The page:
• I have a file containing some config
  • I want to slurp it, parse it and then you can ask me questions about the contents
  • If the file changes on disk I want to reload it

The general class of problem is a chain of things, each taking events from the step below, refining and passing up the chain. However, OTP generally seems designed to deal with reliable things that fail rarely. However, I regularly have a situation where I want to wrap an unreliable producer and turn it into a reliable one, without bothering the layers above. The above situation exists in real code for me, also as a process tailing a file, which sends new lines to a parent which processes them and dispatches them. However, there are usually too many other concerns to make this something which feels like it can be wedged into a genstage shape

So the above has a problem in that my file watcher needs to be configured to know who to send events to AFTER it’s been started. So I have a dependency problem. I’m using this library: GitHub - falood/file_system: Filesystem monitor for elixir

Code from the example:

  def init(args) do
    {:ok, watcher_pid} = FileSystem.start_link(args)
    # Call to give the watcher *our* pid to send messages to
    {:ok, %{watcher_pid: watcher_pid}}

If I assume that the parent needs to run forever and that the watcher is unreliable within this context, then I need to supervise the child (could be tailing a file, reading tweets from twitter, consuming some API, etc, etc). However, the case here is not uncommon and problematic in that both sides need to know about each others pids??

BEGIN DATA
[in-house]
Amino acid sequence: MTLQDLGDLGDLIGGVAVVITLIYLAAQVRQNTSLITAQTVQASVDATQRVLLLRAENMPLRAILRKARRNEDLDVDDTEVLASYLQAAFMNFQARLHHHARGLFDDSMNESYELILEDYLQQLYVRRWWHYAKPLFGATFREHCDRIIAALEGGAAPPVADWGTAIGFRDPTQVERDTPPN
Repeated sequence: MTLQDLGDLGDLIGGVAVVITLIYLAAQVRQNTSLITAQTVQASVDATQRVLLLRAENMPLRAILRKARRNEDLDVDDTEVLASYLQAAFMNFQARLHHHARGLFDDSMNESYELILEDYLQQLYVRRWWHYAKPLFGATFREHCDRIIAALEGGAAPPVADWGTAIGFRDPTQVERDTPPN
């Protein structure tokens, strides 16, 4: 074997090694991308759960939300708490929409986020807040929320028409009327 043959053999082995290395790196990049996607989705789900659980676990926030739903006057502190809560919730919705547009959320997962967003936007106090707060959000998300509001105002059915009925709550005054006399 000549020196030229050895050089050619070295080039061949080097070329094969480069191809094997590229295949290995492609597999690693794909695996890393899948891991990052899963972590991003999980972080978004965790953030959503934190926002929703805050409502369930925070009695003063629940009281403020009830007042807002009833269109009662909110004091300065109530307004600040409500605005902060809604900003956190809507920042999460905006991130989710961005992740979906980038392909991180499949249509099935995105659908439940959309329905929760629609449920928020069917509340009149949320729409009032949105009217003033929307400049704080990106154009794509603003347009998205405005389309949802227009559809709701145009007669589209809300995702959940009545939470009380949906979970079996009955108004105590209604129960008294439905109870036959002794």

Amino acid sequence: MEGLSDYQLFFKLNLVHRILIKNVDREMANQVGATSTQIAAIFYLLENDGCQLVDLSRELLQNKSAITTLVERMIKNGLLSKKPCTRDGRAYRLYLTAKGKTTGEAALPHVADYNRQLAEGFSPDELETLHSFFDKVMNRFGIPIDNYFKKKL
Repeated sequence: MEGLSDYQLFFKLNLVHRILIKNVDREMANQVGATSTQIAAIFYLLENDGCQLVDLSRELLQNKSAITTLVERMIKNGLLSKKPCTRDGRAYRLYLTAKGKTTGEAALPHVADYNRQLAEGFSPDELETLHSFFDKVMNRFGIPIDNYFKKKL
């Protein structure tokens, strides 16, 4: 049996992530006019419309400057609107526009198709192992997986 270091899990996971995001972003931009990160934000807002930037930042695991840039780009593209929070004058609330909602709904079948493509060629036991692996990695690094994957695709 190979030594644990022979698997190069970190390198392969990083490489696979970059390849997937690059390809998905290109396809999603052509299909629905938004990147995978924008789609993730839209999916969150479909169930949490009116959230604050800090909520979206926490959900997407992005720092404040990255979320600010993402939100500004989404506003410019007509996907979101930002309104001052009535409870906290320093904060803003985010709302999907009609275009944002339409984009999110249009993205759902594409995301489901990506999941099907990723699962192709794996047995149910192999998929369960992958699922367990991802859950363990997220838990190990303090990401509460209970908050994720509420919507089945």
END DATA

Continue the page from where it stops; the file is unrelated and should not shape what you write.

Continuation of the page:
General statement of problem:

  • “producer” library which is “unreliable”
  • consumer/parent process doesn’t want to have to know too much about the producer restarting
  • the producer needs to be “configured” using knowledge of/from the parent, eg setting up event subscription here, but could be many other things. This dramatically complicates the restart process because it needs knowledge from “already running thing” and “starting up thing”

Can I propose some solutions (other than Parent) and you suggest which would seem best

Idea 1)

  • Assuming there is only a single instance of parent, start it from a one_for_one supervisor, give it a name
  • Create a new empty module with just a childspec and a start_link() function which implements the following (perhaps this can be directly squashed into the childspec itself as a custom start function?
    {:ok, watcher_pid} = FileSystem.start_link(args)
    {:ok, watcher_pid}
  • Start this just after the parent in the same supervisor.


  • This seems to create the correct producer/consumer setup, however,
  • both processes will now restart without affecting the other (which is likely the intention for this situation)
  • Stopping the parent won’t stop the child (without extra effort)
  • this seems difficult to scale to something where you needed lots of similar parents with the same child structure

Idea 2)

  • Start the parent as above
  • Start a Task.Supervisor to manage the children (or a DynamicSupervisor with :temporary children)
  • Have the parent do a Task.Supervisor.start_child(fn → restart_child_and_call_subscribe())
  • Monitor/link to the task and add code to restart it if it dies


  • This seems more attractive as the restart code can know the parent pid and “do appropriate setup” on the restart event.
  • Feels like it could be used in the case of dynamic creation of parent processes, no need for child to know the name of the parent (dynamic restart handler means we can now pass pids during restart phase)
  • Need to be careful on TaskSupervisor shutdown that we don’t try to restart the child, ie filter (:EXIT, :shutdown) events from the restart monitor. Feels ugly to have to special case this?
  • Stopping parent probably stops child now (assuming we link() to the child and it’s :temporary)